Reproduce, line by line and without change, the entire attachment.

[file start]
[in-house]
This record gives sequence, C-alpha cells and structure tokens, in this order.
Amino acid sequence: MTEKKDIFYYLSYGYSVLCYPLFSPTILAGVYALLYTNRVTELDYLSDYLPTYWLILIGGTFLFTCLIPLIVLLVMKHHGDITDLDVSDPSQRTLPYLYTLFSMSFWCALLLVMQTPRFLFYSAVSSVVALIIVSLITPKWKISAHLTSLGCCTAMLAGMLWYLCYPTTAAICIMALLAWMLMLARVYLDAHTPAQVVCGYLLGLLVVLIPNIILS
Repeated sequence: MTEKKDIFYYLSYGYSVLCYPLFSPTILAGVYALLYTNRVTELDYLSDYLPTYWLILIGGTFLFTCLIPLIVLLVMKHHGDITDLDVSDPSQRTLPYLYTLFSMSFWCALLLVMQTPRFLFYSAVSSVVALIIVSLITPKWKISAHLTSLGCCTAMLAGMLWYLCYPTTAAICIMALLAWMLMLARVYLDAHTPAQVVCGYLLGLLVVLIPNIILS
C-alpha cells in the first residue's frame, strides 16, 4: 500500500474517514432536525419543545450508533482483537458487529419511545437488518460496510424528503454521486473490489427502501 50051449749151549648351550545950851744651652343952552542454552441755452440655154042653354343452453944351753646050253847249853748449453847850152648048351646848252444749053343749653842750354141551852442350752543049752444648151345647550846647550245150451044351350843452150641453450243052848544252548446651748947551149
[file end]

[in-house]
This record gives sequence, C-alpha cells and structure tokens, in this order.
Amino acid sequence: MTEKKDIFYYLSYGYSVLCYPLFSPTILAGVYALLYTNRVTELDYLSDYLPTYWLILIGGTFLFTCLIPLIVLLVMKHHGDITDLDVSDPSQRTLPYLYTLFSMSFWCALLLVMQTPRFLFYSAVSSVVALIIVSLITPKWKISAHLTSLGCCTAMLAGMLWYLCYPTTAAICIMALLAWMLMLARVYLDAHTPAQVVCGYLLGLLVVLIPNIILS
Repeated sequence: MTEKKDIFYYLSYGYSVLCYPLFSPTILAGVYALLYTNRVTELDYLSDYLPTYWLILIGGTFLFTCLIPLIVLLVMKHHGDITDLDVSDPSQRTLPYLYTLFSMSFWCALLLVMQTPRFLFYSAVSSVVALIIVSLITPKWKISAHLTSLGCCTAMLAGMLWYLCYPTTAAICIMALLAWMLMLARVYLDAHTPAQVVCGYLLGLLVVLIPNIILS
C-alpha cells in the first residue's frame, strides 16, 4: 500500500474517514432536525419543545450508533482483537458487529419511545437488518460496510424528503454521486473490489427502501 50051449749151549648351550545950851744651652343952552542454552441755452440655154042653354343452453944351753646050253847249853748449453847850152648048351646848252444749053343749653842750354141551852442350752543049752444648151345647550846647550245150451044351350843452150641453450243052848544252548446651748947551149